To return to Griffis: He (or Barhyte) goes on to further insult our intelligence by giving an account of young James and his mother helping the visiting poet write "The Raven":
On one day, never to be forgotten, the little fellow [Barhyte] had been out fishing for trout on the pond down in the direction of the old gristmill. Having caught his pail full, he was rowing back toward the house oblivious of visitors, and suspecting no one near, when, suddenly, the silence was broken by the deep echo of "nevermore!" As he neared the house, the sonorous polysyllable rolled over the pond and came back in echo at regular intervals.

The sound which issued from the grove seemed to be that of some one reading aloud, though only the one word "nevermore" could be distinguished. The boy, wondering to the verge of fright, knew not what to make of it, having never heard the strange word in such fashion.

As he neared the landing he began to hear whole lines, and to catch a regular cadence of sound. He now made up his mind that some one was "speaking a piece," and that it was likely to be none other than Mr. Poe. Laughing to himself at the idea of having been so scared, he gave the oars a fresh pull and the mystery was solved. There was Poe in something of a fine frenzy, pacing up and down the space cleared among the trees, reciting to himself the poem, the refrain of which had so frightened the lad at a distance--the semicroak, the demi-thunder of "nevermore."

His fears over, the boy now resolved to have some fun. Knowing the poet so well, he had by this time lost all fear of "the Mexican." [Young James' nickname for the visitor.] So, leaping ashore with his fish he walked up to the man in long hair and slouch hat, and shouted mockingly:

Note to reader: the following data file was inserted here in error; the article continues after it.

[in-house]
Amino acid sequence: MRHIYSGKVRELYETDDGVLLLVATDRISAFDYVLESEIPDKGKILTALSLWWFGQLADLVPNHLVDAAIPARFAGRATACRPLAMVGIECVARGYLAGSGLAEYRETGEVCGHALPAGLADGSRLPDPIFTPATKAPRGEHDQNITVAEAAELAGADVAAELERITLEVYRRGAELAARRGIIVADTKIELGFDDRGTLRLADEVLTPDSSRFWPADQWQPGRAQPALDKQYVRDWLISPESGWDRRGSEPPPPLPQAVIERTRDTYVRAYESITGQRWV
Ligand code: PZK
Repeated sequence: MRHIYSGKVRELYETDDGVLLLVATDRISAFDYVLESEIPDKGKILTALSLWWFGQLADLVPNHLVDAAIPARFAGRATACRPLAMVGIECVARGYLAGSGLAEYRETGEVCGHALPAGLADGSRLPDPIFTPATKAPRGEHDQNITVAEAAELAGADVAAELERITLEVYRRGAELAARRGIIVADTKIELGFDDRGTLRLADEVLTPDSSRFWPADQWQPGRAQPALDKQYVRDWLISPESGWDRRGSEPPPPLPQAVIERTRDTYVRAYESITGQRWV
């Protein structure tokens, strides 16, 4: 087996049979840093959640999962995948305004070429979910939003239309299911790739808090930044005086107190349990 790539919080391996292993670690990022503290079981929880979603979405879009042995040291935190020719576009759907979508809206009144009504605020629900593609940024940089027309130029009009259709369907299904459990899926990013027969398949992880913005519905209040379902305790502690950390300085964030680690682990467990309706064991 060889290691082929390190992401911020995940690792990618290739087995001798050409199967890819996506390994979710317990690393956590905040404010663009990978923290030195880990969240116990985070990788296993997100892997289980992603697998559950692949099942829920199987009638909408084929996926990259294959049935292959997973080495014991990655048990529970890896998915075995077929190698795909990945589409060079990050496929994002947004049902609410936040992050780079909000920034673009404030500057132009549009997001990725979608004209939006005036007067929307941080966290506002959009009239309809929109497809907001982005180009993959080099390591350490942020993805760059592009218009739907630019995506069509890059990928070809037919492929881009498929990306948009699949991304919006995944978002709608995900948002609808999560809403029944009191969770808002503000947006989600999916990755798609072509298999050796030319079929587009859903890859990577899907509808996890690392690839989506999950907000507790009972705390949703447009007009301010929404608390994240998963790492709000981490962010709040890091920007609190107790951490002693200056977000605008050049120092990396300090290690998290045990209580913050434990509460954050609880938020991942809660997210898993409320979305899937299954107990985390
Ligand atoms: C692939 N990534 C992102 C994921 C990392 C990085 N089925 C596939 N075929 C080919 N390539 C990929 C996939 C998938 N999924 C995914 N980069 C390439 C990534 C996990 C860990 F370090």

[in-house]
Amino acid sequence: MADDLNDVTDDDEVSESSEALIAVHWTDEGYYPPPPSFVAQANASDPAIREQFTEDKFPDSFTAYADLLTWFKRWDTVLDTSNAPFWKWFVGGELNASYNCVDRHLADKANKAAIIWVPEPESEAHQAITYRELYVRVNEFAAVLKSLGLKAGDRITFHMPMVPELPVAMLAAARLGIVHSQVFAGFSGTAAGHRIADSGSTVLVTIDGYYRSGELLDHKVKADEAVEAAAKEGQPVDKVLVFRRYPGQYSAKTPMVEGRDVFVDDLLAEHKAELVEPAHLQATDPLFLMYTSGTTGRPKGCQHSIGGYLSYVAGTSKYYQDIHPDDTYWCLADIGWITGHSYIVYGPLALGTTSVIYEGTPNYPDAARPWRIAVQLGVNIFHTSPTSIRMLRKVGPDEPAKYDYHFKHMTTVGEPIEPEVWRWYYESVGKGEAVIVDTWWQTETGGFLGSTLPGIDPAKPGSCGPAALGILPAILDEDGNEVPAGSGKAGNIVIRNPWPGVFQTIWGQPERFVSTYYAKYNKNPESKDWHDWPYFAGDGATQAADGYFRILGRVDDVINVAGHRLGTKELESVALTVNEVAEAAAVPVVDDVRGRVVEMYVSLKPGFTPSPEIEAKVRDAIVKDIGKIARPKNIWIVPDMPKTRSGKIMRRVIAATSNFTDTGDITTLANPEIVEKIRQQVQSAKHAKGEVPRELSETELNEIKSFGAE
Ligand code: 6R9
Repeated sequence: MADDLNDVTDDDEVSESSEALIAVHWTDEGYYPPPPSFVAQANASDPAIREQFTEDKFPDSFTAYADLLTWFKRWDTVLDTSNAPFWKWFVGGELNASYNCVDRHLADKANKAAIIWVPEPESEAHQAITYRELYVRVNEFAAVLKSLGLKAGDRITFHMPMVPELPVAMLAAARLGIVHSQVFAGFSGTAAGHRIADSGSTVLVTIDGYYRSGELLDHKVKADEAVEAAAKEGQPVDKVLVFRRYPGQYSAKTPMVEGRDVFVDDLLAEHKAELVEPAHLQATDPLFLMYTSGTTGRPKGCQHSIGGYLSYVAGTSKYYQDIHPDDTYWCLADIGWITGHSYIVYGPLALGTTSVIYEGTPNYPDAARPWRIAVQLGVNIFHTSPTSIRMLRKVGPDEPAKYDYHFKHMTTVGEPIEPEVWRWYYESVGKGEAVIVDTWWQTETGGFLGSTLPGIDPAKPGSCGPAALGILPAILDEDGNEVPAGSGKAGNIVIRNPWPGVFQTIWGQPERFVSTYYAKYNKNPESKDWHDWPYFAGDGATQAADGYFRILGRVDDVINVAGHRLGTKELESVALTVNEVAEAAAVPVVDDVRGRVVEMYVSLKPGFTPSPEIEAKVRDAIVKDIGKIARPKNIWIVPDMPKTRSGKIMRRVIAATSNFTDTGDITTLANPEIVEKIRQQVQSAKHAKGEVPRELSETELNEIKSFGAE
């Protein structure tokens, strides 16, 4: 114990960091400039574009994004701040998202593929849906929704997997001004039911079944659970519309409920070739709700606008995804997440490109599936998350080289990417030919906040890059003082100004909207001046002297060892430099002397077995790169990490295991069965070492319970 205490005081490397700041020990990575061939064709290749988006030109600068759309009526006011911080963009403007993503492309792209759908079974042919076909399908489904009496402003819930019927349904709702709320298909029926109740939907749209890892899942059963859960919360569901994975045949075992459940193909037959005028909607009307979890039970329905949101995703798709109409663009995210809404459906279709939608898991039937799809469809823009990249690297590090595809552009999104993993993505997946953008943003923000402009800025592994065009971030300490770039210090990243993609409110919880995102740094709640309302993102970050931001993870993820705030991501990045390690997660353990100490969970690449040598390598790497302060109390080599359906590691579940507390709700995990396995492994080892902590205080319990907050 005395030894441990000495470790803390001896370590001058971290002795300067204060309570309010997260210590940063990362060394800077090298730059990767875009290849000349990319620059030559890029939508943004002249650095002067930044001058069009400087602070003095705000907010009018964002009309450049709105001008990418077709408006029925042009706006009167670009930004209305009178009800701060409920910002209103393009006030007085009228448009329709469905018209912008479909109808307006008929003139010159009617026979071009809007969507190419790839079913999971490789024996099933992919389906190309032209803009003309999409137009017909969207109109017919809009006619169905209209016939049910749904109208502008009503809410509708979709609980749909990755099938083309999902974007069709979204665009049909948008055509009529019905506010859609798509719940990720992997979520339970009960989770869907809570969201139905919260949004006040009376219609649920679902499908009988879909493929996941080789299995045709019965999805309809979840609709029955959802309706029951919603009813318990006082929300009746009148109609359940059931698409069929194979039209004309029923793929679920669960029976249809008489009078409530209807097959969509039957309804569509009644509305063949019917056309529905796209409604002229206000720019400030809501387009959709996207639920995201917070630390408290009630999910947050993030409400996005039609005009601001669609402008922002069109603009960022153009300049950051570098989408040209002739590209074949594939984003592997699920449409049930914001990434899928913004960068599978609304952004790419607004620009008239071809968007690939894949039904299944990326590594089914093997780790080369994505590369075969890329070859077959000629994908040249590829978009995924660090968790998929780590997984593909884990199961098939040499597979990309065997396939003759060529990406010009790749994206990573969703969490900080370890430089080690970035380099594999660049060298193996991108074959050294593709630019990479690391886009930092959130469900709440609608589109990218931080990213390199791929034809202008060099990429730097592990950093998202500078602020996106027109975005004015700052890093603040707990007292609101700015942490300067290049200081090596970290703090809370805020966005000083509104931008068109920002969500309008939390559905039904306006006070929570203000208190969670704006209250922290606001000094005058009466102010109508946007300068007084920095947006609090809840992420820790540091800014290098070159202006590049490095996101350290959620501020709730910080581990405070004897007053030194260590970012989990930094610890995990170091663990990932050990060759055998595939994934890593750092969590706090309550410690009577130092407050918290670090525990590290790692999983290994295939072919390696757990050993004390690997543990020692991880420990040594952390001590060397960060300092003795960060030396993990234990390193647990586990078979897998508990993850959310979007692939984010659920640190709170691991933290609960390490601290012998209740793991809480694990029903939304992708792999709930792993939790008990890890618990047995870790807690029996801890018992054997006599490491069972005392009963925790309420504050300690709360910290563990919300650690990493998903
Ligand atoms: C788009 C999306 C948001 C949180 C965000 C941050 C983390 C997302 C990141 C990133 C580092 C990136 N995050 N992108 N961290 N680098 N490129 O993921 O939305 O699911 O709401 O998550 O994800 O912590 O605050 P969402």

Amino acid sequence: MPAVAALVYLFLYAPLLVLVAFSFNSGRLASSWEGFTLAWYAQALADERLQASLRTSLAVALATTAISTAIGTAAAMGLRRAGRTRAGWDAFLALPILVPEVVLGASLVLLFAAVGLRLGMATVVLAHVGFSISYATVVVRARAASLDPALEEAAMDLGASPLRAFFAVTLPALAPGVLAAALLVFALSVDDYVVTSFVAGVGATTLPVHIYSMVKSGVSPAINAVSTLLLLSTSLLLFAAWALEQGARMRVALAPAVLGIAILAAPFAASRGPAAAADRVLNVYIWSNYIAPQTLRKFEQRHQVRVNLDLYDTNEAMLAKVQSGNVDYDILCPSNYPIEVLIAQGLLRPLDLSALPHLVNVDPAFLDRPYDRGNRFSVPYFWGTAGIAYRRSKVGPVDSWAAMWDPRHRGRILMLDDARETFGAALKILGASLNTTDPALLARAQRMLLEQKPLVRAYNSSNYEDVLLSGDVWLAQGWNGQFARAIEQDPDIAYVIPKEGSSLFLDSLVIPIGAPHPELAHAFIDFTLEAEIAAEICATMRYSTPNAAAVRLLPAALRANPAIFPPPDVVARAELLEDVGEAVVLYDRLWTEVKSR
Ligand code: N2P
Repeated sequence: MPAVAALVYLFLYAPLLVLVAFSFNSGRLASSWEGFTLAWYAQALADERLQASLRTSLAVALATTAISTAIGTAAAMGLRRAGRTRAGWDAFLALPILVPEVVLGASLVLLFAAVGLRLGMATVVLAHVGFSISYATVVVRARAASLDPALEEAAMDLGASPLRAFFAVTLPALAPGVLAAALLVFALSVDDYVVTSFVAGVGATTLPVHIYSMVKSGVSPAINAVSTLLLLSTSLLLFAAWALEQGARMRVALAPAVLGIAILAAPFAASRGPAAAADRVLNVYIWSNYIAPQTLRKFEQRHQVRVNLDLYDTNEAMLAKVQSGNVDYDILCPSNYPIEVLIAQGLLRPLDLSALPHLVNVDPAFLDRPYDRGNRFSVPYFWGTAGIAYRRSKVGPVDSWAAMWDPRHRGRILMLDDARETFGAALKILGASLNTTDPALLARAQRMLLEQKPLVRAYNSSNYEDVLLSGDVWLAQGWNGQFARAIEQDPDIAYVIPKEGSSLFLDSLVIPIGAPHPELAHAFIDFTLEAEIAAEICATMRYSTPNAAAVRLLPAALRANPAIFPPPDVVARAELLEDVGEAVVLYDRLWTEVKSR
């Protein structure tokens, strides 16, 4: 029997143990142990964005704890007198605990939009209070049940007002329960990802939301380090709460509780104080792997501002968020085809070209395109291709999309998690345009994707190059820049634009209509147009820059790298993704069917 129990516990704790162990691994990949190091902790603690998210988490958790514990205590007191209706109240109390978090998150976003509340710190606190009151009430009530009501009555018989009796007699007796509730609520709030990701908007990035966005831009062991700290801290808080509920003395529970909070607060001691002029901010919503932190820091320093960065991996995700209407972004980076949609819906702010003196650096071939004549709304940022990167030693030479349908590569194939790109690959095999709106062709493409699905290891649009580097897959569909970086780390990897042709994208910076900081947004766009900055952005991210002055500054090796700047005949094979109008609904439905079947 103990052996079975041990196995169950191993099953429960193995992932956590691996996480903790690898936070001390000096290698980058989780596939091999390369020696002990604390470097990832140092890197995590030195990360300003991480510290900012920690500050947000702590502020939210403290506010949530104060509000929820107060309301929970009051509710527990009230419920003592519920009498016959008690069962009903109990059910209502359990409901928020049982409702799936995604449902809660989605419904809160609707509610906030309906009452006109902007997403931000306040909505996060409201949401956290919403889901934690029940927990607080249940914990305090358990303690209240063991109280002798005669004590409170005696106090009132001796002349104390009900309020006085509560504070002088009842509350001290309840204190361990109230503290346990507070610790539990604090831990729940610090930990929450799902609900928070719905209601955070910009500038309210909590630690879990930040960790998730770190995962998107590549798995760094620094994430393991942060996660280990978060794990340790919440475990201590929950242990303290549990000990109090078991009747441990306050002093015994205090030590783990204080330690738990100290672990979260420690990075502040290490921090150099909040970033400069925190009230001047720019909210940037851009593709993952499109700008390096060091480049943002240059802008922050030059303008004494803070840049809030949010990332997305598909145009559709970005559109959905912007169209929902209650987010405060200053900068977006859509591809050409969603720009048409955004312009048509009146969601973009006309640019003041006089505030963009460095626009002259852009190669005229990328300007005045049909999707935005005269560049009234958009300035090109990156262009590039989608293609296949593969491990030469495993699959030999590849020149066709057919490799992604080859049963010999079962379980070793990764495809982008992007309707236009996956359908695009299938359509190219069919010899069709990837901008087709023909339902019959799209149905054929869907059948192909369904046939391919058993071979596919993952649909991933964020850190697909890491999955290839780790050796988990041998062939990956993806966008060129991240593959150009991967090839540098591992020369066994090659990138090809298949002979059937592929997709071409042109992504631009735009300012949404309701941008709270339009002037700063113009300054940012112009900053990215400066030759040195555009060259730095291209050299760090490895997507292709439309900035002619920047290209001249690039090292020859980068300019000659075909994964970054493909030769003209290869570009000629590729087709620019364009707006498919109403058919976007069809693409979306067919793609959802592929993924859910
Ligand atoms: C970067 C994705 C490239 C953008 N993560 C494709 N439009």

"Oh! what a name for a bird! Who ever heard of a bird named 'Nevermore?'"

Instead of scowling or taking offense, Poe's face brightened. He clapped his hands and seemed delighted with a new idea.

"I have it," he cried. "Just the thing. That will make the stanza I need to complete the poem."

Poe then submitted the poem to Ann Barhyte for criticism, a task she "conscientiously undertook," making a number of corrections to the work, which the poet said were great improvements. (The story claimed she wrote poems for the "New York Mirror" under the pen name of "Tabitha"--an assertion that no one to date has been able to verify.) Yes, according to Griffis, these are the people we have to thank for Poe's most famous poem--the Barhytes, mother and son.

Now, while all this certainly makes for light entertainment, it has no place in serious biography. (Incidentally, if I ever have a decade or two of time to spare, I plan to compile a list of the multitudes of people who informed us that they witnessed the composition of, or helped Poe write, "The Raven." It would make for an even longer roster than that of all the women who claimed to be Annabel Lee.) Stories like the one published by Griffis always remind me of the old David Letterman skit, "Brush With Greatness"--where people related fleeting, inconsequential meetings with celebrities, and then added increasingly wild and ludicrous details about the encounter. The only difference is, these Poe reminiscences were not intended as humor.